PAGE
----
Attorney Robert Hanlon, representing Melissa Sanchez-Fischer and other signers of the petition to put a referendum on the April ballot to consolidate Algonquin Township into McHenry County government, has filed an amended motion.
It asks Judge Kevin Costello to
1) Issue a Temporary Restraining Order restraining Defendant Joseph Tirio from relying upon the decision of the Defendant THE TOWNSHIP OFFICERS ELECTORAL BOARD OF ALGONQUIN TOWNSHIP SUSTAINING THE Objection of Randolph Funk and ordering the removal of the Public Question from the April 6, 2021 General Election Ballot.
2) That THE TOWNSHIP OFFICERS ELECTORAL BOARD OF ALGONQUIN
TOWNSHIP is ordered to certify the question presented in the petition that is the subject of this proceeding to the County Clerk, Joseph Tirio. That in the absence of the certification by the TOWNSHIP OFFICERS ELECTORAL BOARD OF ALGONQUIN TOWNSHIP, Joseph Tirio is ordered to place upon the ballot for Algonquin Township that question set forth on the people’s petition.
GOP candidae for Township Supervisor Randy Funk filed the objection to putting the question on the ballot. His main witness was GOP Trustee candidate Teresa Decker.
The brief points out the following:
Plaintiff is likely to succeed on the merits of this case based on overwhelming precedent from the Appellate court, and various electoral boards in conjunction with the fact that the FUNK OBJECTION failed to specify which of the hundreds of signatures was purportedly defective. As such, an examination by this Court of the FUNK OBJECTION when applying the law commands the relief sought herein.
Plaintiff is further likely to prevail based upon the failure of the Electoral Board to conform its acceptance of the case with the law which required
three copies to be filed with the Electoral Board, the County Board and the Clerk of the County.
Plaintiff is further likely to prevail based upon the Electoral Boards failure to make findings of fact.
Plaintiff is further likely to prevail because the Electoral Board failed to include reasoning in its decision.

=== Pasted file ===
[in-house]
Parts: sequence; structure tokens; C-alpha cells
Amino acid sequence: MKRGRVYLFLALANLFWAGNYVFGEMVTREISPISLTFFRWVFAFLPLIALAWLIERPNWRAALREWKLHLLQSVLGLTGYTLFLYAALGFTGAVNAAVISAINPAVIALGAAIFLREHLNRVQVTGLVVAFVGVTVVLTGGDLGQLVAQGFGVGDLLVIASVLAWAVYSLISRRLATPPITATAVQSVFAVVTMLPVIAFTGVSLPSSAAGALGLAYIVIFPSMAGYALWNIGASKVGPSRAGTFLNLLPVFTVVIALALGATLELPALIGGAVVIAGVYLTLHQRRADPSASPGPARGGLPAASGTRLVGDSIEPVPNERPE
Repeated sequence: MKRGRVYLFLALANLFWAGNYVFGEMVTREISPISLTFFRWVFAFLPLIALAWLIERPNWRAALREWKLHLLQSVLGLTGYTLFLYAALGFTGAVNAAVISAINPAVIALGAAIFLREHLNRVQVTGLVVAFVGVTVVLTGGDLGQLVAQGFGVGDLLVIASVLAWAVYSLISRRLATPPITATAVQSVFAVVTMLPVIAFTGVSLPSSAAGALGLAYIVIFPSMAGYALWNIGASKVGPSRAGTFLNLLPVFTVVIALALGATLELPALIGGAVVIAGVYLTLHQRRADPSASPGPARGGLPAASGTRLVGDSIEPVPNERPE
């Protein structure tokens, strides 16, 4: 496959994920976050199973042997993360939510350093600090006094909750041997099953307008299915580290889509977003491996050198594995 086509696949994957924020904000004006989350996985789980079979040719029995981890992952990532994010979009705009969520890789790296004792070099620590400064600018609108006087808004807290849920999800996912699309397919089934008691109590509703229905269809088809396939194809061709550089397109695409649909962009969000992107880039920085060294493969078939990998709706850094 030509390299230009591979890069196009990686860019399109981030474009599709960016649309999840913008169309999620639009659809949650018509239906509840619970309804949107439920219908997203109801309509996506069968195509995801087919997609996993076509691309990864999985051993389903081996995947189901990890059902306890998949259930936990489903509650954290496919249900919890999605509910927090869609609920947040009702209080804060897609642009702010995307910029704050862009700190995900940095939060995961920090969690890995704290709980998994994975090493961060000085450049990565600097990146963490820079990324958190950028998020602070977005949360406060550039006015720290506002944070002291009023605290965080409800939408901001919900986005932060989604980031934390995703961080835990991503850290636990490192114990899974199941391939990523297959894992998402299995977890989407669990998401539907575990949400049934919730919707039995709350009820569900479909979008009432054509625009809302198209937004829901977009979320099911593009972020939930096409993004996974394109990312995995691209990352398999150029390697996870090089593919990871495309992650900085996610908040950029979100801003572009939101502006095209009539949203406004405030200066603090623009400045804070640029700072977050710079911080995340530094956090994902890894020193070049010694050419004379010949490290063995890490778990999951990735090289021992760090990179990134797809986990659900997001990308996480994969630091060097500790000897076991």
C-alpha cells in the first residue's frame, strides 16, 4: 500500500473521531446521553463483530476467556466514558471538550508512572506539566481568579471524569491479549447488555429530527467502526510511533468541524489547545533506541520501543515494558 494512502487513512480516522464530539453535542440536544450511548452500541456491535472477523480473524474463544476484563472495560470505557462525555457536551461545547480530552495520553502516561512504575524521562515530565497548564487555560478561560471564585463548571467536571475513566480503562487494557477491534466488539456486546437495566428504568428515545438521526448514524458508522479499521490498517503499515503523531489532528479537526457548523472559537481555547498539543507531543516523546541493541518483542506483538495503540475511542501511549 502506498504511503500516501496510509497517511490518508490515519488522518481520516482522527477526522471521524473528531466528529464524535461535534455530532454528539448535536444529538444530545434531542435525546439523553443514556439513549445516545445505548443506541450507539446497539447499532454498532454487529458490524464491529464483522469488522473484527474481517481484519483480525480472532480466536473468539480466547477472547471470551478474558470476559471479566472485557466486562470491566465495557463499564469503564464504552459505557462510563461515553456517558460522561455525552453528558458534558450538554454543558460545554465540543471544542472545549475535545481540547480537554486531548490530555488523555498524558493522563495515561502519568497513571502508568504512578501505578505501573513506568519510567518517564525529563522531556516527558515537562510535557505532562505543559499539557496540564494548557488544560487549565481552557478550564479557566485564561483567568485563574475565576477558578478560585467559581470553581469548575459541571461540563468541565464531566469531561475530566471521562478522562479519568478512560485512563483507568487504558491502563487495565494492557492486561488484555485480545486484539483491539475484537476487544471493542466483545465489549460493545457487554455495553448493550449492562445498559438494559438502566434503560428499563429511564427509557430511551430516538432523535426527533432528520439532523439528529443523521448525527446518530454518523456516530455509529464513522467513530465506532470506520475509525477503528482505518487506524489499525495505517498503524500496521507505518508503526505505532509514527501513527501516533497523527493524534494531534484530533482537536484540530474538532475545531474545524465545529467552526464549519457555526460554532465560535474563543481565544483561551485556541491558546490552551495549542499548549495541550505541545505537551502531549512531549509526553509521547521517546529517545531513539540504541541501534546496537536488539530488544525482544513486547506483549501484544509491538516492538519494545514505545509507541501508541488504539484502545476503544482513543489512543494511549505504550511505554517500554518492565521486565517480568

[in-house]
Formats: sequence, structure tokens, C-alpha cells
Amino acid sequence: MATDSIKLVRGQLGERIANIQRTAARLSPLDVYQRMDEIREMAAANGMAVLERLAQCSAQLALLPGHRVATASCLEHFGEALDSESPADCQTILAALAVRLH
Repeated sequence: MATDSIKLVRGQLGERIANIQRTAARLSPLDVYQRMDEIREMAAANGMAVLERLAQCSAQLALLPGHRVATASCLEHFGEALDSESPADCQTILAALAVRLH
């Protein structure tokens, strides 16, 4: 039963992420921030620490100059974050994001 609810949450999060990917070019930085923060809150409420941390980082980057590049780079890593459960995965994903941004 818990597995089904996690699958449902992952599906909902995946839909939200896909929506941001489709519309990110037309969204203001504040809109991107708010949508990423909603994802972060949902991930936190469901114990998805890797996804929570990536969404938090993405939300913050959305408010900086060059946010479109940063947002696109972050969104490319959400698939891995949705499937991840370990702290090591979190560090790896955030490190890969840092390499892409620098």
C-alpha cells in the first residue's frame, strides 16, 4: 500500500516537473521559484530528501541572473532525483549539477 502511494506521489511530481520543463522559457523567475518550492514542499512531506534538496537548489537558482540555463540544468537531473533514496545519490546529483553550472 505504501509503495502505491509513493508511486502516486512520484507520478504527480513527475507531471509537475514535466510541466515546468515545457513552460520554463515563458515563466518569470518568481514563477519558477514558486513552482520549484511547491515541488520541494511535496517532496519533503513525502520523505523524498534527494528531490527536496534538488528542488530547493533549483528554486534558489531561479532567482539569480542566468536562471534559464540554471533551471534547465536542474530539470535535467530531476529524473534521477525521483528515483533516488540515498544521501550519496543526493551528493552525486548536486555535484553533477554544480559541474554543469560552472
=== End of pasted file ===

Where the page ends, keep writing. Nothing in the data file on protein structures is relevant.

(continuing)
Plaintiff is further likely to prevail because the Electoral Bord fashioned a remedy that was not included in the Objection.
Attorney Hanlon argues the Electoral Board failled at “every turn.”
First, the Electoral Board erroneously accepted an Objection without the required three copies.
Second, the Electoral Board erroneously refuse to excuse the members of the Electoral Board even though each was a paid member of the Algonquin Township Board and the question presented was to eliminate Algonquin Township.
Third the Electoral Board erroneously refused to require the written objection to specify what signatures were invalid.
Fourth, the Electoral Board erred by shifting the burden on the objection to the proponents of the ballot measure.
Fifth, the Electoral Board sought to receive testimony and evidence on matters that were outside the specifics of the Objection.
Sixth, the Electoral Board failed to make findings when ruling on the Motion to Excuse and the Motion to Strike FUNK’s OBJECTION.
Seventh, the Electoral Board unlawfully failed to make any findings of fact as required by statute when sustaining the Objection and eliminating the question from appearing on the Ballot.
Eighth, the Electoral Board failed to comply with the Open Meetings Act by failing to list any action that it might take on the Agenda for the January 15 meeting.
Nineth, The Electoral Board erroneously issued a written decision without having an open meeting in accord with the Illinois Open Meetings Act.
And Finally, tenth, the Board fashioned a remedy not specifically requested in the Objection. That is the Objector asked that the “Petition” not be placed on the Ballot when the Board issued a ruling prohibiting the “question” from being placed on the Ballot.
Scrollin down the document, the following leaps out:
Importantly, the Prayer for Relief in the FUNK OBJECTION does not ask that the question presented by the voters not be placed on the ballot. Rather, the Objection asks that the Petition itself not be placed upon the ballot…
The Board made no findings, and yet it went beyond the Objection to fashion a remedy of eliminating a question form the ballot, when the Prayer for relief did not actually ask for the question not to be placed on the ballot.
Considering a number of the petitions werr passed by multi-decade township government opponent Bob Anderson, it seems more than a little ironic that one of the Appeallate Court cases cited is Anderson v. McHenry Twp., 289 Ill. App. 3d 830, 832, 682 N.E.2d 1133, 1135, 1997 Ill. App. LEXIS 380, *5, 225 Ill. Dec. 56, 58, 1997 WL 314906 (2nd Dist.).
It says that “paid members of the Township Board are conflicted when sitting as an Electoral Board considering a ballot proposition seeking to dissolve the same township.”
All members of the Algonquin Township Electoral Board–Supervisor Chuck Lutzow, Clerk Karen Lukasik and Trustee Dan Shea–fit that category.
Attorney Hanlon emphasizes that point by writing, “
This is exactly what is at play in this case, and despite being directed to the precedent of the Appellate Court 2nd District, it was full steam ahead, damn the torpedoes.
He continues that the Board
…had to have ignored the entire body of law with respect to the specifics required of an objection. The failure to grant that motion is grounds by this Court to issue the TRO and the preliminary relief sought…